07 August 2014
Prepping for Retirement: Last-Minute Tips for Senior Employees

If retirement is just a few years away, it’s time to get your investments in shape to handle this exciting, new phase of your life.

What should you do when retirement is just a few years off? Here are some tips to help you enjoy a brighter, more secure future – a future you’ve planned for.

1. Take full advantage of company matching retirement funds. If you have a work-based 401(k) with an employer that matches a portion of the funds you stash in this tax-sheltered investment, max out your annual contributions in the five to 10 years before your intended retirement date.

If you don’t contribute the maximum each year, you’re passing up “free money” according to the Securities and Exchange Commission (SEC)*, and with retirement looming, free money is a gift you may not want to pass up.

2. Calculate how much you’ll need for your retirement. Factor in inflation, a contingency account for medical expenses, home maintenance and other routine living expenses. Knowing how much you’ll need and how much you have will help you play catch up quickly by contributing more while working the last few years before retirement.

There are numerous retirement calculators to help determine how much you’ll need to invest to maintain your current lifestyle. Use these calculators to arrive at the amount you’ll need to keep living the life you choose after you retire.

3. Consider moving to a state with a lower tax burden and lots of things to do. If you live in a high-tax state – a state with an income tax, a high sales tax, property taxes and other required payments, your investment money may not go as far as you think. Cost of living is lower in some places and higher in others. Ready for your latest adventure? Consider selling the homestead, cashing out the equity and moving to a location with a lower cost of living.

4. Automate your savings. Ask your employer to deduct your retirement plan contribution directly from your paycheck. It eliminates the need to summon up the self-discipline needed to load up on retirement savings in the last few years of work, creating a more substantial nest egg that’ll last longer when you no longer receive a salary.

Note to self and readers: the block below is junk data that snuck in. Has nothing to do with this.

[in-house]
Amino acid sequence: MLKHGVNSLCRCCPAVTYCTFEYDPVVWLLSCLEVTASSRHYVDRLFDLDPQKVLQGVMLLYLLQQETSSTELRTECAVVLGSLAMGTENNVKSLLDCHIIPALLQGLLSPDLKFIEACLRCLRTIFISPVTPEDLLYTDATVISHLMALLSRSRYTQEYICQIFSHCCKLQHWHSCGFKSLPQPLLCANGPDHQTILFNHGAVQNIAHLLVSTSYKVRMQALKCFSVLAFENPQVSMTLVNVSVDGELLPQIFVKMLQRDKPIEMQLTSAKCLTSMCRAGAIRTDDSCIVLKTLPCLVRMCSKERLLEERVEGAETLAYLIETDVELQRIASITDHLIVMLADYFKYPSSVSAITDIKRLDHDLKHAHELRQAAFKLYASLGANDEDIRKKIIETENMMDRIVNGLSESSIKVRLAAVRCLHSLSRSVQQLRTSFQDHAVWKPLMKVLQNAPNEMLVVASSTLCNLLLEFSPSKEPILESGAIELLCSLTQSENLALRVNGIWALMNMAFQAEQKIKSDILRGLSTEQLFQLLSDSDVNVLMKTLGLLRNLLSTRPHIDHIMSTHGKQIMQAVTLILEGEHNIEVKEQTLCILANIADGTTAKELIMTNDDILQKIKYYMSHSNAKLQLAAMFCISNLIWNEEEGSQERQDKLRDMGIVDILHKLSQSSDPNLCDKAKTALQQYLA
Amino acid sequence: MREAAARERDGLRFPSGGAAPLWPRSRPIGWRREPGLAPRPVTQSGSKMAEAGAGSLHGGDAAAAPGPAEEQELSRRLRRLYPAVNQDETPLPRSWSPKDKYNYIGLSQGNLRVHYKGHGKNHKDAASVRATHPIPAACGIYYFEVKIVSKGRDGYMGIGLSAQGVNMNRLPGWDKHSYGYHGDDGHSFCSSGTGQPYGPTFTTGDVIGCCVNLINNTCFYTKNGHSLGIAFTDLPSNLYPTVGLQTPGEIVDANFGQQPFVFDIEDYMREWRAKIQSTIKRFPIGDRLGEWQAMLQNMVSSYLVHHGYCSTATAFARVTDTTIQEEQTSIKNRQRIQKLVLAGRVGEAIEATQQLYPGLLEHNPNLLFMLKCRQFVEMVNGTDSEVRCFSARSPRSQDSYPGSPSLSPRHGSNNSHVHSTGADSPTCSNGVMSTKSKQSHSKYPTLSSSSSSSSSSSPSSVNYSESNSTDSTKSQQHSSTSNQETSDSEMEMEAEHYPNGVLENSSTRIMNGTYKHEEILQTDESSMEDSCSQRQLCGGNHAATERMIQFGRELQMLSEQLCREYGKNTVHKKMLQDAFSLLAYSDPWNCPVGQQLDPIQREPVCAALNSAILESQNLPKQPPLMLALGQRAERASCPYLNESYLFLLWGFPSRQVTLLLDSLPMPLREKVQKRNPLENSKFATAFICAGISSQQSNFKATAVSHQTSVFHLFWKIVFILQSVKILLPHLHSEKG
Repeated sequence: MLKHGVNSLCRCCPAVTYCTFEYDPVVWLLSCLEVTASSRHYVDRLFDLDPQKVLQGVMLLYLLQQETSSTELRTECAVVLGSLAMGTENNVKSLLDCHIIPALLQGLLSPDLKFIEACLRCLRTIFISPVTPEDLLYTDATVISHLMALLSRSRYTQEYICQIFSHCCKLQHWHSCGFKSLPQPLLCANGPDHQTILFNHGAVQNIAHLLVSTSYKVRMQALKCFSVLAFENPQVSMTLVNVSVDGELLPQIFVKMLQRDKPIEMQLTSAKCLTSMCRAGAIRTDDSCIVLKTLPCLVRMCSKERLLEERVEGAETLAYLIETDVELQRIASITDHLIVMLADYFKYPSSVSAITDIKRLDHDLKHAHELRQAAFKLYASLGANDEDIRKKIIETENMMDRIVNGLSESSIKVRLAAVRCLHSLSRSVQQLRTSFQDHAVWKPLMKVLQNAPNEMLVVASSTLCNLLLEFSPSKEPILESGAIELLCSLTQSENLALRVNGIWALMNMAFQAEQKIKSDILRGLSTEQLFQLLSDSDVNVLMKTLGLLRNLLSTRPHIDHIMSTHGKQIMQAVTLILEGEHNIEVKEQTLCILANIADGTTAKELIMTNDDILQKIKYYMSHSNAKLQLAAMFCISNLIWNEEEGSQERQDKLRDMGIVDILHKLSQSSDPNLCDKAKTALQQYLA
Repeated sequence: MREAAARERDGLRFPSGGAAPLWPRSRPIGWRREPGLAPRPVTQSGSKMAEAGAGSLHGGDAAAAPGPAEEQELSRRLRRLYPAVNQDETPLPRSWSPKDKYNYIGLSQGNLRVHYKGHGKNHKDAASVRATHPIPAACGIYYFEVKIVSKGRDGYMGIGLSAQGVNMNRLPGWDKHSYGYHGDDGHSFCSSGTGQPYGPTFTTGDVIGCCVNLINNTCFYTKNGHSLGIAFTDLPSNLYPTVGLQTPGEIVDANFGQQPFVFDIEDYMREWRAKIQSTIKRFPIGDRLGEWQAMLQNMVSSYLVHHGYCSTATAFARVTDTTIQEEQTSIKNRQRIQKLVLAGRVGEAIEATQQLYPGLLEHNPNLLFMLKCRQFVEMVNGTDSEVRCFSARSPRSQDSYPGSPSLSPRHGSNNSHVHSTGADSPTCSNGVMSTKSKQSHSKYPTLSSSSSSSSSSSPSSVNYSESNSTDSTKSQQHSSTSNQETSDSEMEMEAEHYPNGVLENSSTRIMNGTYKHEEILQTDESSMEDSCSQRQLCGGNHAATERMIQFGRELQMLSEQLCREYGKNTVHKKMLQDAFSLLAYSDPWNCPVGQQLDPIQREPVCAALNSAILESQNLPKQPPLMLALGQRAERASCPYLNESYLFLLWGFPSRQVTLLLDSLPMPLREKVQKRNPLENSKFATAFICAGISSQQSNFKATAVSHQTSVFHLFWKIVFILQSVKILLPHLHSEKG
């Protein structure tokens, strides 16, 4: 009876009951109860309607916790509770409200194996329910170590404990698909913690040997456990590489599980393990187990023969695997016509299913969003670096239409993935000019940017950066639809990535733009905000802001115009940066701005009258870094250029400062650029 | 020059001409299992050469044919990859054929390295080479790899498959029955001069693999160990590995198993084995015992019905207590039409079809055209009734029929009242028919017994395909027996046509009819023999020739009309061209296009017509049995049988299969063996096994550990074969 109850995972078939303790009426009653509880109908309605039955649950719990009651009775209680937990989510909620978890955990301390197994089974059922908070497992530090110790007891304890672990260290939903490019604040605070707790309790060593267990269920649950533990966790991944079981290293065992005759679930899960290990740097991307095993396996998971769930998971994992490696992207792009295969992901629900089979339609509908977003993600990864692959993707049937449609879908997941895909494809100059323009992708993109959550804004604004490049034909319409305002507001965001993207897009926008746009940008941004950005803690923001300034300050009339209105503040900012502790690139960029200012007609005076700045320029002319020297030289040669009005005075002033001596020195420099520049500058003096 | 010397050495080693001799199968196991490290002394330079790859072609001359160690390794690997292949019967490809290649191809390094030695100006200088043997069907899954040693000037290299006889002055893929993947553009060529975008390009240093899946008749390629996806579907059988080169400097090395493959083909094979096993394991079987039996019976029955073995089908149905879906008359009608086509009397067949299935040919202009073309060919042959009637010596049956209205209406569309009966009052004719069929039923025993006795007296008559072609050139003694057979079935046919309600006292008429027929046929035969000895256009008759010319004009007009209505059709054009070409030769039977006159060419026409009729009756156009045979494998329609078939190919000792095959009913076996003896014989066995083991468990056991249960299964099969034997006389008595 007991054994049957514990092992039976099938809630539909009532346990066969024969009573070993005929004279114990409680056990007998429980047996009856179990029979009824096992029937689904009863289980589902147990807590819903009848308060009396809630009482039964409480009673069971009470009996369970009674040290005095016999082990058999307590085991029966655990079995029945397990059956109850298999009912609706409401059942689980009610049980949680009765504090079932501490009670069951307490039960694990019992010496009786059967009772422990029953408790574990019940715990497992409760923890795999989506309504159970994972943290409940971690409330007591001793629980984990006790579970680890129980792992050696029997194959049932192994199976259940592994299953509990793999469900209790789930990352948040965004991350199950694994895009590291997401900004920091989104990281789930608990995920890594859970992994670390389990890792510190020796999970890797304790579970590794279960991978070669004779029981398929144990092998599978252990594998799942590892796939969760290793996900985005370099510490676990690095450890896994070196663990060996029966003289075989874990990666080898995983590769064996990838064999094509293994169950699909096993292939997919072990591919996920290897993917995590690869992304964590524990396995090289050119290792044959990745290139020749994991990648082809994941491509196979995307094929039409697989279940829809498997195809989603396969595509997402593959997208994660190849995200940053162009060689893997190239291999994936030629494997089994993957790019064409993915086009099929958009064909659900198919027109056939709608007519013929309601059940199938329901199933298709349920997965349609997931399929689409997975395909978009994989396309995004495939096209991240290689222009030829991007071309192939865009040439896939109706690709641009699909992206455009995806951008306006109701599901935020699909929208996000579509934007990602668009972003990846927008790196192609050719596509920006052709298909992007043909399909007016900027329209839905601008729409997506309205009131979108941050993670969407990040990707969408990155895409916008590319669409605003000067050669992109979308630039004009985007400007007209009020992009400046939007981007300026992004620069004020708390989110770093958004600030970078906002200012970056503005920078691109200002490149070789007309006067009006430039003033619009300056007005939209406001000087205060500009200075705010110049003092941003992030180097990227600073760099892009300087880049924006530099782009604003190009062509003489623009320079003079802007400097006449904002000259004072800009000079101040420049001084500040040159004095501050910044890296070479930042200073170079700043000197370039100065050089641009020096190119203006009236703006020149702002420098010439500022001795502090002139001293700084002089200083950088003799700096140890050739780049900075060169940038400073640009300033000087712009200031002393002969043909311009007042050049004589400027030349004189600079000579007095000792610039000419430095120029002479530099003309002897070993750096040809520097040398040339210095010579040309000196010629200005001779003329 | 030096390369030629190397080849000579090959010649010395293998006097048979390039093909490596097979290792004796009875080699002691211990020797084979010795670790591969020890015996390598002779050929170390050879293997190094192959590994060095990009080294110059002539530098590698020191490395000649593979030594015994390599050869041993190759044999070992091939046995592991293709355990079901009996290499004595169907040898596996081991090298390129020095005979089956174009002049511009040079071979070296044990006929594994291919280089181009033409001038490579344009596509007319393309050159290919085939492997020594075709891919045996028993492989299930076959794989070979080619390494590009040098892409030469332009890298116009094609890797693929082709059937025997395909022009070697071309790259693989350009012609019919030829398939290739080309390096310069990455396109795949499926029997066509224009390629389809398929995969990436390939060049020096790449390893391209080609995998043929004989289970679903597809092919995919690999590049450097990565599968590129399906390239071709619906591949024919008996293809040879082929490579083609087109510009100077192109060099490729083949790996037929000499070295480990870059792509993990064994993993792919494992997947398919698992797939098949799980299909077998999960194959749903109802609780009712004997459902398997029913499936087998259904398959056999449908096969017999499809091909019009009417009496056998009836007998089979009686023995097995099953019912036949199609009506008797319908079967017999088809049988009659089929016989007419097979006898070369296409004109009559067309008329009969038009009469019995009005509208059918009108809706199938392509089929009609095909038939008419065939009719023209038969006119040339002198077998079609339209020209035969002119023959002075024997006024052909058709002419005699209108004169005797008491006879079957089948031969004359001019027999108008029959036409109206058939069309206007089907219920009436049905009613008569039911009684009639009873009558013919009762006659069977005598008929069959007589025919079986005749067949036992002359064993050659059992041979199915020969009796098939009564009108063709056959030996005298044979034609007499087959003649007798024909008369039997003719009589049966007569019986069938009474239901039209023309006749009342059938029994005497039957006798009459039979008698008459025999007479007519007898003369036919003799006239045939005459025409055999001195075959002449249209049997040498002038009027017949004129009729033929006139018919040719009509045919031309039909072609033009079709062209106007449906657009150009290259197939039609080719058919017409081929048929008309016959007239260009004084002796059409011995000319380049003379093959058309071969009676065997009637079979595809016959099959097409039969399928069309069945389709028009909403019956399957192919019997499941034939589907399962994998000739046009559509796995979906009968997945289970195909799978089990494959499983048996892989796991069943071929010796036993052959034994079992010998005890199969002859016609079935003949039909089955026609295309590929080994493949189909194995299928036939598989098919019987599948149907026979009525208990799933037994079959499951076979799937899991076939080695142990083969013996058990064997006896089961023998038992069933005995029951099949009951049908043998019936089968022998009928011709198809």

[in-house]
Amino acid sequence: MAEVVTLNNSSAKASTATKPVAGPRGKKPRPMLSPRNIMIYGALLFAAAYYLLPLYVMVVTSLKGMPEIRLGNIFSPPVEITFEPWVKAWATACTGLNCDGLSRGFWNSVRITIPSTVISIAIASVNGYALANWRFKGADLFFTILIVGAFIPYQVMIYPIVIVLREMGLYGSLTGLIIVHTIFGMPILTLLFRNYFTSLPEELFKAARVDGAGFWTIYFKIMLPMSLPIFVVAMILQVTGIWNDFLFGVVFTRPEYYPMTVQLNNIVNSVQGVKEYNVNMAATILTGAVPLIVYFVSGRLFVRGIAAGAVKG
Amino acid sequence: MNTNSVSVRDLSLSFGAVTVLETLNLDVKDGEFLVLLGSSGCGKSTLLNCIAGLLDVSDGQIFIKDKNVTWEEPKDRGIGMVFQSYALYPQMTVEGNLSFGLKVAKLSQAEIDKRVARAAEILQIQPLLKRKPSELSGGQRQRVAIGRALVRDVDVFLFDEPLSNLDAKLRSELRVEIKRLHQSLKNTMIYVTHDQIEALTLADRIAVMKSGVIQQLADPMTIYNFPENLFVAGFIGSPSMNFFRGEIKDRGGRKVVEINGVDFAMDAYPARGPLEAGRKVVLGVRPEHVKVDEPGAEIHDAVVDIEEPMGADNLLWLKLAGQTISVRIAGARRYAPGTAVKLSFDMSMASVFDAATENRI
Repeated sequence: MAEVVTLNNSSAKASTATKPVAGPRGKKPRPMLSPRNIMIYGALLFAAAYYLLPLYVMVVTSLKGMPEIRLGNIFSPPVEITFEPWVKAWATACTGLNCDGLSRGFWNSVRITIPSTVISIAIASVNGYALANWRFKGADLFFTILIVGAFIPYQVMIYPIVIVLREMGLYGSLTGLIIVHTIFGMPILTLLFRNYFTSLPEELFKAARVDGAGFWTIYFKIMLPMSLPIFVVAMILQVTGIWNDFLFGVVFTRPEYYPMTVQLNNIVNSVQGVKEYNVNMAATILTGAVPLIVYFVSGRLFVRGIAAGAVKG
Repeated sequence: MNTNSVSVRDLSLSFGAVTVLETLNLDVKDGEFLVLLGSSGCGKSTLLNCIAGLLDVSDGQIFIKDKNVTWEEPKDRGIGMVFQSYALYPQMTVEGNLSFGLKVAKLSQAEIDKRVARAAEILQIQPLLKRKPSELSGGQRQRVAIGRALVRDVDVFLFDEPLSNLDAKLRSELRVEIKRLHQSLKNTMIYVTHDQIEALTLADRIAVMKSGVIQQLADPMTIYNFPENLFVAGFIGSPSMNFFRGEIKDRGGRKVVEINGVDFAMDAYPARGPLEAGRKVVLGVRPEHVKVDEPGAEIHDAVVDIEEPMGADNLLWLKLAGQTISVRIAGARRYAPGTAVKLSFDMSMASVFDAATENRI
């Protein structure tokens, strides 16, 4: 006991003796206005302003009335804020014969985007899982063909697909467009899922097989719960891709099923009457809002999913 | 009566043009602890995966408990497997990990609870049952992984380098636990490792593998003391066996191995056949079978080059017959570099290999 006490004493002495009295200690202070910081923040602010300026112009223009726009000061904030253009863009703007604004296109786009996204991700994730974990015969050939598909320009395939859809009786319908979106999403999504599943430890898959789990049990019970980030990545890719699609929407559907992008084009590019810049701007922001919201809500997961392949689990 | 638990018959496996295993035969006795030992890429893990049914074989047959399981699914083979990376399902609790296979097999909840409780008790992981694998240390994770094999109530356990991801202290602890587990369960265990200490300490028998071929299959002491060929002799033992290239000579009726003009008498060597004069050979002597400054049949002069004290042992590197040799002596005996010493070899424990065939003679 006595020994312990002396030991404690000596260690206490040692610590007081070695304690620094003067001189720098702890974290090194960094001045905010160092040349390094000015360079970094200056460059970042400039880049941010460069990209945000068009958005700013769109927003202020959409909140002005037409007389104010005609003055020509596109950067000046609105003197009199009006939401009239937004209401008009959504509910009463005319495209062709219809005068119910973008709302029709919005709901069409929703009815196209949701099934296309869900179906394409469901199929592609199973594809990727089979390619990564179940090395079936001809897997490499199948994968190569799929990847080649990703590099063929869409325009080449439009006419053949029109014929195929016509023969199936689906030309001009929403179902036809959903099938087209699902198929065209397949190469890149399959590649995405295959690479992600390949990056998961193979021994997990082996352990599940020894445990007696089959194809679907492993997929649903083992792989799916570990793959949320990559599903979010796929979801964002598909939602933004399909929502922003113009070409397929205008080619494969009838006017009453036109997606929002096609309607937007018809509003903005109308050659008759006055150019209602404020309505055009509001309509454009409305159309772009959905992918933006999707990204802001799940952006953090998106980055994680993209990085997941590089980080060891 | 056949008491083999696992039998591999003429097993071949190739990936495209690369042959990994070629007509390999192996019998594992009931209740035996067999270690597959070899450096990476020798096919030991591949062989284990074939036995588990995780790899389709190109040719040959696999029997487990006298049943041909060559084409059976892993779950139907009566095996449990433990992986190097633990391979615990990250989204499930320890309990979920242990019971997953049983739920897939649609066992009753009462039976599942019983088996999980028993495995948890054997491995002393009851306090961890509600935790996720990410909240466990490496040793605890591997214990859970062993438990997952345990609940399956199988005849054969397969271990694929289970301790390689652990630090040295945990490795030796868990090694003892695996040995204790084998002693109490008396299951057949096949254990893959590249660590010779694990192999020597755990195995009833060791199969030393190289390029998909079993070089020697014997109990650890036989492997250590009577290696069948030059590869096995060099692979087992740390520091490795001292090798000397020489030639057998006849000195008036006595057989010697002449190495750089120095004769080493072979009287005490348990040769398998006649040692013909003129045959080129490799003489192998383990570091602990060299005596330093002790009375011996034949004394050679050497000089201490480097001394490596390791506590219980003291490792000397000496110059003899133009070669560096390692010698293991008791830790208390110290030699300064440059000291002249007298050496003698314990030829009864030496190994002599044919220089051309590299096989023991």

5. Plan for big ticket items while you’re still employed. If you know the house needs a $10,000 roof repair, or that you’re facing tuition bills that can bust a budget, plan for large expenses in the years leading up to retirement.

Get the mechanical systems in your home updated, and make sure your home is sound and solid, whether you plan to sell and move or stay put in the family home. It may be easier to pay for these big-ticket items while you’re still earning a paycheck.

6. Practice retirement. Develop an estimate of monthly retirement expenses and try to live on that amount for a few months. If you can’t get through the month without drawing down your invested principal, increase contributions to every tax-sheltered retirement plan available, including an individual retirement account (IRA) and a Health Savings Account (HSA) that enables you to save tax-sheltered cash to use for unexpected medical expenses.

An HSA can also lower insurance premiums by allowing you to increase your health insurance or gap deductibles. Look into health care options in the years before you retire and plan ahead with a practice run at retirement.

7. Lower the cost of investing. If you use a broker to manage your retirement assets, the brokerage takes a percentage of your portfolio each year for services rendered. It may be 1%, 2%, or more, and while it may not sound like a lot, high investment fees can nibble away at your retirement savings.

Your local bank, some mutual fund families, certain insurers and other financial institutions often offer a lower fee structure, keeping more money working for you in your retirement accounts. Contact your bank representative to discuss investment options and fees.

You have time. Retirement is still a few years off, but it’s coming, and you want to enjoy it. Start planning for a more secure future several years before you actually clock out for the last time.

Plan for emergencies, max out every tax-sheltered savings option available, lower the cost of investing, and see how well you and your family get by with a practice run at retirement.

Make your Golden Years shine more brightly with careful planning in the years leading up to a secure retirement.



The information provided is presented for general informational purposes only and does not constitute tax, legal or business advice.


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